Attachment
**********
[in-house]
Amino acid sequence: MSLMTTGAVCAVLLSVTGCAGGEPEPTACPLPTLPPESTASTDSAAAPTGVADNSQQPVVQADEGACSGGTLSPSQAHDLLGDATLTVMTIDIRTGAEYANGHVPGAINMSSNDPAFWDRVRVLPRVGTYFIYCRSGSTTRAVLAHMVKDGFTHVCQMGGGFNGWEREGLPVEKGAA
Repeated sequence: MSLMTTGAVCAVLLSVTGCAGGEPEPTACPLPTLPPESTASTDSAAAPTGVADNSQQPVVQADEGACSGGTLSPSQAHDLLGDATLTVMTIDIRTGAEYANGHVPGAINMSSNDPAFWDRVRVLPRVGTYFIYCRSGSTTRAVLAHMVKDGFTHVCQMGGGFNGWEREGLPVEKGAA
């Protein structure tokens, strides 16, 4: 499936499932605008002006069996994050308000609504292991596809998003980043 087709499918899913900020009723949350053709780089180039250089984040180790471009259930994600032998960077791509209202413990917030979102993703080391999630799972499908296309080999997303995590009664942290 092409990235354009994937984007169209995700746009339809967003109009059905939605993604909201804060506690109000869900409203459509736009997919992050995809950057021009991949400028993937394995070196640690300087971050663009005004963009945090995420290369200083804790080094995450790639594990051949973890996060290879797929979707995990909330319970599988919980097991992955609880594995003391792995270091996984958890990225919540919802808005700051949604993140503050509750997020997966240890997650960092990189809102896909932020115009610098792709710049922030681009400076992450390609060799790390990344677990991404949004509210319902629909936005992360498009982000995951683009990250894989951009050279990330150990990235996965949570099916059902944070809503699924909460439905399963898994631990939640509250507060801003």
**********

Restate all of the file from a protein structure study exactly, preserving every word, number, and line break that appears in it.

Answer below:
[in-house]
Amino acid sequence: MSLMTTGAVCAVLLSVTGCAGGEPEPTACPLPTLPPESTASTDSAAAPTGVADNSQQPVVQADEGACSGGTLSPSQAHDLLGDATLTVMTIDIRTGAEYANGHVPGAINMSSNDPAFWDRVRVLPRVGTYFIYCRSGSTTRAVLAHMVKDGFTHVCQMGGGFNGWEREGLPVEKGAA
Repeated sequence: MSLMTTGAVCAVLLSVTGCAGGEPEPTACPLPTLPPESTASTDSAAAPTGVADNSQQPVVQADEGACSGGTLSPSQAHDLLGDATLTVMTIDIRTGAEYANGHVPGAINMSSNDPAFWDRVRVLPRVGTYFIYCRSGSTTRAVLAHMVKDGFTHVCQMGGGFNGWEREGLPVEKGAA
């Protein structure tokens, strides 16, 4: 499936499932605008002006069996994050308000609504292991596809998003980043 087709499918899913900020009723949350053709780089180039250089984040180790471009259930994600032998960077791509209202413990917030979102993703080391999630799972499908296309080999997303995590009664942290 092409990235354009994937984007169209995700746009339809967003109009059905939605993604909201804060506690109000869900409203459509736009997919992050995809950057021009991949400028993937394995070196640690300087971050663009005004963009945090995420290369200083804790080094995450790639594990051949973890996060290879797929979707995990909330319970599988919980097991992955609880594995003391792995270091996984958890990225919540919802808005700051949604993140503050509750997020997966240890997650960092990189809102896909932020115009610098792709710049922030681009400076992450390609060799790390990344677990991404949004509210319902629909936005992360498009982000995951683009990250894989951009050279990330150990990235996965949570099916059902944070809503699924909460439905399963898994631990939640509250507060801003």